From Indiana to Georgia to Maine, these intelligent model programs should inspire others.

Pub Date: Feb. 2, 2016

ISBN: 978-1-62097-095-9

Page Count: 192

Publisher: The New Press

Review Posted Online: Nov. 3, 2015

Kirkus Reviews Issue: Nov. 15, 2015

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The author's youthfulness helps to assure the inevitable comparison with the Anne Frank diary although over and above the...


Elie Wiesel spent his early years in a small Transylvanian town as one of four children. 

He was the only one of the family to survive what Francois Maurois, in his introduction, calls the "human holocaust" of the persecution of the Jews, which began with the restrictions, the singularization of the yellow star, the enclosure within the ghetto, and went on to the mass deportations to the ovens of Auschwitz and Buchenwald. There are unforgettable and horrifying scenes here in this spare and sombre memoir of this experience of the hanging of a child, of his first farewell with his father who leaves him an inheritance of a knife and a spoon, and of his last goodbye at Buchenwald his father's corpse is already cold let alone the long months of survival under unconscionable conditions.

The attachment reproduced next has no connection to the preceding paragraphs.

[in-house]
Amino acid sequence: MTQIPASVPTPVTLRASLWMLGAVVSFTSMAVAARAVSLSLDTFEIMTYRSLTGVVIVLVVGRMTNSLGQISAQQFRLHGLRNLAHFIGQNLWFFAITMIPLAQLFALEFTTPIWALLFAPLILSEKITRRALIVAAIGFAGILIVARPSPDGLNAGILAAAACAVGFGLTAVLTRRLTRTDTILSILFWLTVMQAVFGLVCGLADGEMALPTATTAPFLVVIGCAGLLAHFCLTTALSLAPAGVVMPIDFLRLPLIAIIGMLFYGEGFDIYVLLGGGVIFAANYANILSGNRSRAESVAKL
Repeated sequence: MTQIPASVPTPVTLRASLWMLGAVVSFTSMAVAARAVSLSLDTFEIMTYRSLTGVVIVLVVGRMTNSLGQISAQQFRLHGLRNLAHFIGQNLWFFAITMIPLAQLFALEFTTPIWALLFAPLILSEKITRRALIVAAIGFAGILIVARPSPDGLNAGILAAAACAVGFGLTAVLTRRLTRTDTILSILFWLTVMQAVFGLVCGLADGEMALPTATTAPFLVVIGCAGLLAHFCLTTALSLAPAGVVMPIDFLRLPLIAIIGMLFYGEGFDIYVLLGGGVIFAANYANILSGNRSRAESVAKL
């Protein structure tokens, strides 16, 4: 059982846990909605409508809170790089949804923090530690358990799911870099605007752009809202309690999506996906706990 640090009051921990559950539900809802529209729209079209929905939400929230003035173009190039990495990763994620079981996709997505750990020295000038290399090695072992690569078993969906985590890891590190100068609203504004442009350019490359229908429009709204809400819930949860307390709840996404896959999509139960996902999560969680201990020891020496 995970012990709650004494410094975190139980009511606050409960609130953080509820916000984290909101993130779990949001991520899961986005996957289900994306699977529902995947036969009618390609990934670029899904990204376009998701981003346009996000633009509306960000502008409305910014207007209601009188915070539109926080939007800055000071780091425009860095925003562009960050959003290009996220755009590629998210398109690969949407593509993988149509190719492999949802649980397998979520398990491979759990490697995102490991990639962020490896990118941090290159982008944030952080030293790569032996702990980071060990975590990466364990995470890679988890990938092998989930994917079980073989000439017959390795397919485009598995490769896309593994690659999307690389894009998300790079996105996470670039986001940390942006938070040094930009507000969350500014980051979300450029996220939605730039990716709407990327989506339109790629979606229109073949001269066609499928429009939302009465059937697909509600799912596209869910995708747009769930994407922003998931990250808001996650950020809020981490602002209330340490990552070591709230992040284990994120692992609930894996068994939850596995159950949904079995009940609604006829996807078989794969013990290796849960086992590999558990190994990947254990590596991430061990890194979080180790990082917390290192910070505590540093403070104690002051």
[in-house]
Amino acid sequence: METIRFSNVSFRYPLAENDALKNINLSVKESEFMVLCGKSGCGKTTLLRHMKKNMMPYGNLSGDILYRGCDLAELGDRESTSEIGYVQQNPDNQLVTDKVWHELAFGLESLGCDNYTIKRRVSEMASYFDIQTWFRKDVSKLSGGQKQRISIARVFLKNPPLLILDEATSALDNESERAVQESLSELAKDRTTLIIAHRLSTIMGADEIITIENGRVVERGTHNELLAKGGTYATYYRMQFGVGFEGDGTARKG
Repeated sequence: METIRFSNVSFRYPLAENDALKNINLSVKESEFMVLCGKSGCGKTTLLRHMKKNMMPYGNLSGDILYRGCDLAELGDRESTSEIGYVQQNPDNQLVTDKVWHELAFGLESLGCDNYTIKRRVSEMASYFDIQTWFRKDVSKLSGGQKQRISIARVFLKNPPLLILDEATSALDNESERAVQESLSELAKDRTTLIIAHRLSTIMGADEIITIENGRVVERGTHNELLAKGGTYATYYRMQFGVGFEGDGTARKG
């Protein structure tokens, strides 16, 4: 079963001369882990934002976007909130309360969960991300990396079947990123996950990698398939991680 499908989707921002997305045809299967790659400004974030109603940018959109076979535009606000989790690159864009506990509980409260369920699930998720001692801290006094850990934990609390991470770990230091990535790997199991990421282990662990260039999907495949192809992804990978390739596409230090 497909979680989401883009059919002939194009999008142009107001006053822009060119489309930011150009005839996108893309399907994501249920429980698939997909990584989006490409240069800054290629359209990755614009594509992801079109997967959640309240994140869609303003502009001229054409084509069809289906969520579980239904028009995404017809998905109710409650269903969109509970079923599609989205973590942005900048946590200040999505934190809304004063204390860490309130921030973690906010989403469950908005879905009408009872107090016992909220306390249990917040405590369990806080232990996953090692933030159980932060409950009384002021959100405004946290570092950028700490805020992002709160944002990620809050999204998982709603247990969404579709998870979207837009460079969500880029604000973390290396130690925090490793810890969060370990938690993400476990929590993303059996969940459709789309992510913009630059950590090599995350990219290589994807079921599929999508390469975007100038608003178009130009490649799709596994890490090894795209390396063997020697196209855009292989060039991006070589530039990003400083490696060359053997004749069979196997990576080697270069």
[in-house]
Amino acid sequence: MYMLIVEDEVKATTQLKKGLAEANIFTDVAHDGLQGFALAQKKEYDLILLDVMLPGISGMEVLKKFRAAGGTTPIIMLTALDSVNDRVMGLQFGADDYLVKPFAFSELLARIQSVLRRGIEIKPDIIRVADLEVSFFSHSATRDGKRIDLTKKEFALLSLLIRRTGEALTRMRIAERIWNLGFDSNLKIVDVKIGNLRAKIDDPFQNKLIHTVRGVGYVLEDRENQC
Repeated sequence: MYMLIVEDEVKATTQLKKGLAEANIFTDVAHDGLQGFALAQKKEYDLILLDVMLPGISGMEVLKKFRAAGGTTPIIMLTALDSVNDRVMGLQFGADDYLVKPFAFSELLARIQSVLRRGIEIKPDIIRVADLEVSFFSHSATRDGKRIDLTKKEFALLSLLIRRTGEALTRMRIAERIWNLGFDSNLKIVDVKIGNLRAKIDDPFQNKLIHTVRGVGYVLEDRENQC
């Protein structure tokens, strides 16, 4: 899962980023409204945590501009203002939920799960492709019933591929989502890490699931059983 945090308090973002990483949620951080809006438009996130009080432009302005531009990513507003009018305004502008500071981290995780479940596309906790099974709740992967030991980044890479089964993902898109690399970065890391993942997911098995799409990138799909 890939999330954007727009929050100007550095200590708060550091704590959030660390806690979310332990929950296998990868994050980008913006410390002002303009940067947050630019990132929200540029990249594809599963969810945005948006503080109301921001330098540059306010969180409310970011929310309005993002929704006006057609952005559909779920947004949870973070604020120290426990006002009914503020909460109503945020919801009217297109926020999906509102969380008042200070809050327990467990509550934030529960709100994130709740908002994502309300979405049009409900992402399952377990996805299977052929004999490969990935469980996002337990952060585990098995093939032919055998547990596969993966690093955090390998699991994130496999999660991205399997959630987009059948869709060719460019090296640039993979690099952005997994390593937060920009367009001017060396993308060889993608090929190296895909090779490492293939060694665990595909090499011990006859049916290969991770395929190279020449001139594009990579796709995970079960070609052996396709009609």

The author's youthfulness helps to assure the inevitable comparison with the Anne Frank diary although over and above the sphere of suffering shared, and in this case extended to the death march itself, there is no spiritual or emotional legacy here to offset any reader reluctance.

Pub Date: Jan. 16, 2006

ISBN: 0374500010

Page Count: 120

Publisher: Hill & Wang

Review Posted Online: Oct. 7, 2011

Kirkus Reviews Issue: Jan. 15, 2006

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Not an easy read but an essential one.

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Title notwithstanding, this latest from the National Book Award–winning author is no guidebook to getting woke.